The former Minister of Education, Professor Jane Naana Opoku Agyemang in the year 2015 called for the rebranding of Technical and Vocational Education and Training (TVET), to make it more relevant and attractive to the youth. The Minister’s call is important considering the negative perceptions that have been associated with TVET.

Most children are unwilling to pursue a career in TVET, and instead have dreams of becoming doctors, lawyers or accountants.

Often children’s choice of a future career is influenced by their parents’ ambitions for them rather than the abilities and preferences of the child. The afore-mentioned professions are considered to be prestigious and lucrative.

Just as a career in law or medicine is considered high-status, most technical and vocational trades are considered to be insignificant. Children who do not perform well in school, are either encouraged to enrol in technical institutions or take up apprenticeships in hair-dressing, auto mechanics, carpentry, or other trades. Over the years, technical and vocational education and training (TVET) has come to be accepted as the preserve of those whom are either too poor to pursue a higher education, or those who do not have the intellectual ability to do so.

A majority of those who go through our educational system want jobs that require them to wear a shirt and tie even if it means they are underemployed, underpaid, under-resourced and unfulfilled.

It is time to critically re-examine this notion. As a nation that endlessly talks about development, it is time for us to closely consider our manpower needs. We need to be aware of the critical skills that we need, to help us achieve developed country status. It has been observed that the social and economic development of a country is determined by the skills of its workforce. Whiles the skills of the workforce are dependent on the effectiveness of the educational system.

For Ghana to develop as a country, we cannot focus all our attention on “grammar school” education. We need skilled workers in all sectors of the economy, including manufacturing, service, hospitality, maintenance, agriculture, mining, construction, transport, communication and the utilities.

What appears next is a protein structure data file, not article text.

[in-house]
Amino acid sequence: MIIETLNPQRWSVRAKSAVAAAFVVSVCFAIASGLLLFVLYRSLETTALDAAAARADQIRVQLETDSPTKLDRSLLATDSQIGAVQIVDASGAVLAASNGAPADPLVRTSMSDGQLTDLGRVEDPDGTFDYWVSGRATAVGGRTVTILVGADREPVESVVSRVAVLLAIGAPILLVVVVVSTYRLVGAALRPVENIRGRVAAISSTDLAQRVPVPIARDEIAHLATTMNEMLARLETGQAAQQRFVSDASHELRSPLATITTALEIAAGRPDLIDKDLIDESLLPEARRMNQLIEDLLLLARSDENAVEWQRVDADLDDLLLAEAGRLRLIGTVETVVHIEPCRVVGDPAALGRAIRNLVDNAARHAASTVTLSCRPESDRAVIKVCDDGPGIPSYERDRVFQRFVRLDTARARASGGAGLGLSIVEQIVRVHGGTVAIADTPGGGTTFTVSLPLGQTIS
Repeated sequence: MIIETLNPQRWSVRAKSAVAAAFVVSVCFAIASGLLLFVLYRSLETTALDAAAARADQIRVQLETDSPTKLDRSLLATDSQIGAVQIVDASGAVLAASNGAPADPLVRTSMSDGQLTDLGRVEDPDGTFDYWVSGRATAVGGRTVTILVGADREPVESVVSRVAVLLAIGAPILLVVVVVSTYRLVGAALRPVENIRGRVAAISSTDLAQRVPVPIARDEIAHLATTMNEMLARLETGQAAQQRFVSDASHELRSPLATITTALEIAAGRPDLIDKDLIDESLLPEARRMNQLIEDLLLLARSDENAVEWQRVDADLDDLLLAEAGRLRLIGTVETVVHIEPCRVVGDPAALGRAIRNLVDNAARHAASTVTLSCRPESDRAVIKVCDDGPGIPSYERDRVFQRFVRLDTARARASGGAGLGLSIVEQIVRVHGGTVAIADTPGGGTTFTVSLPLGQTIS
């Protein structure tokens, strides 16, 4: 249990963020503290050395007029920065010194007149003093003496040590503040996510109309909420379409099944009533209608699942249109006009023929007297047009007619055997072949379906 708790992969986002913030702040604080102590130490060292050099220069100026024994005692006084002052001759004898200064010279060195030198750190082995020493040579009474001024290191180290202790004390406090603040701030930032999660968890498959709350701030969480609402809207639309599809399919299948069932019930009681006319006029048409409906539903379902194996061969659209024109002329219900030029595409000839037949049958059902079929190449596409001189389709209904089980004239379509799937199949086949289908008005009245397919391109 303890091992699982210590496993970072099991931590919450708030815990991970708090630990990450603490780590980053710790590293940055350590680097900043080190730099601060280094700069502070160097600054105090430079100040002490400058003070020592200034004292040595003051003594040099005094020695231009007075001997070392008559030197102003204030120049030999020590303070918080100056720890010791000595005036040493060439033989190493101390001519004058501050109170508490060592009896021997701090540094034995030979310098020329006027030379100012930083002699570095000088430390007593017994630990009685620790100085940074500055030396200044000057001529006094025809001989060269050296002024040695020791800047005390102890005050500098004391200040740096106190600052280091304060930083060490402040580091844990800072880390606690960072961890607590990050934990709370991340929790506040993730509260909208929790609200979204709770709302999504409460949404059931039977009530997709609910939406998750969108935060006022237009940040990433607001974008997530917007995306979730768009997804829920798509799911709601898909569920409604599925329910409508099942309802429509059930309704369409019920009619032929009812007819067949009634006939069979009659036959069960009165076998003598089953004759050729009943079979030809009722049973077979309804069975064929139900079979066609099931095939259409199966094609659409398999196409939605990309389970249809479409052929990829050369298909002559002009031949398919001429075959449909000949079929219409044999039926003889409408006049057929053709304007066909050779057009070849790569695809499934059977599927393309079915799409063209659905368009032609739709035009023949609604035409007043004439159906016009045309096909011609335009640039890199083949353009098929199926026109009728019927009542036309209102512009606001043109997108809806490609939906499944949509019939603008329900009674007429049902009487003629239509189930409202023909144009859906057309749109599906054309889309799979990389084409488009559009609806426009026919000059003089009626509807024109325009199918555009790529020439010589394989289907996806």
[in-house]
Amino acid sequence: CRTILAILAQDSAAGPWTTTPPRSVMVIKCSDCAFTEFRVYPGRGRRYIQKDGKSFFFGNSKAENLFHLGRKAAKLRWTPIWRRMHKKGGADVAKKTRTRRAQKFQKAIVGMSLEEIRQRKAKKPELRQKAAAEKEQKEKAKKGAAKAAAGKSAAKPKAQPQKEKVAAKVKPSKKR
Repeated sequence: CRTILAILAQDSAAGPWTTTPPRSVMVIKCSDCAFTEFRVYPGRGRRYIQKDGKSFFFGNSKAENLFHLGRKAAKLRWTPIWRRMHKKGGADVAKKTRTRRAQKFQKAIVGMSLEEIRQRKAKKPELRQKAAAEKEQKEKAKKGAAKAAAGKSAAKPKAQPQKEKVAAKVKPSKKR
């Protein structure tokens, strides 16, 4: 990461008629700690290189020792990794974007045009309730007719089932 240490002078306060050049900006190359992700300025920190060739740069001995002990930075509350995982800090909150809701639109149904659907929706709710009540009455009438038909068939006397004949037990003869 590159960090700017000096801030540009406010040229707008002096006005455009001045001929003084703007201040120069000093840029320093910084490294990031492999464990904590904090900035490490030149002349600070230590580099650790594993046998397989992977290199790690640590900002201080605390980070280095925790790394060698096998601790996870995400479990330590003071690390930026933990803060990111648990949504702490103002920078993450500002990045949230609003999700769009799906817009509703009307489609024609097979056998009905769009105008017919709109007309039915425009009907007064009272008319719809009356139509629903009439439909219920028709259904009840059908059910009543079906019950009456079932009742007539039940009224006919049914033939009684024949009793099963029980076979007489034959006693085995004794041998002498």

In order to achieve this, there is the need to change the perception of the Ghanaian public about technical and vocational education and training. One way of doing this, is to begin a massive social marketing campaign to educate the public about the benefits of technical and vocational training, and its importance to development.

The guidance and counselling structures in our educational institutions should also be revitalized. Children in our schools should be introduced to the vast world of career opportunities out there, and be encouraged to enter into careers where they have the interest and the potential to excel. Some private initiatives are currently doing some remarkable work in this direction, including the Hold-a-hand initiative run by Social Activist Kodwo Brumpon, which takes professionals from various sectors into classrooms to inspire students.

We must also encourage citizens who have excelled in the technical and vocational sector to offer themselves as role models to the next generation.

However, media campaigns always have their limitations. The rebranding initiative must go hand in hand with efforts to improve the quality of TVET delivery.

It is important that government invests much more than it is currently doing in TVET. We need to see better qualified teachers in the classrooms, better equipped workshops and laboratories and better career opportunities, if we want to entice our brighter students to enter TVET. It is also essential that the linkages between training institutions and industry are strengthened, so that TVET graduates are seamlessly absorbed into industry. On the 30th of October 2013 the Express Tribune in Islamabad, reported that in an attempt to keep up with trends in industry, Technical and Vocational Education and Training policy makers in Pakistan were devising 117 new courses, whiles the curriculum of 170 other programs were being revised to bring them up to date. The day before, the Ghana News Agency reported that the Association of Principals of Technical Institutions (APTI) had met for a five-day conference on the theme “Technical and Vocational Education and Training (TVET) As an Agent of Change for Ghana’s Industrial Development”. A recurring theme in their eight-point communique was the need for government to invest more in TVET.

We can encourage our children to pursue careers in TVET, but if the training is poor, and the facilities nonexistent in schools, then industry will continue to rely on expatriate workers who have the relevant skills set.

The message is clear, if we really intend to compete globally as far as TVET is concerned, then it’s time to walk the talk.

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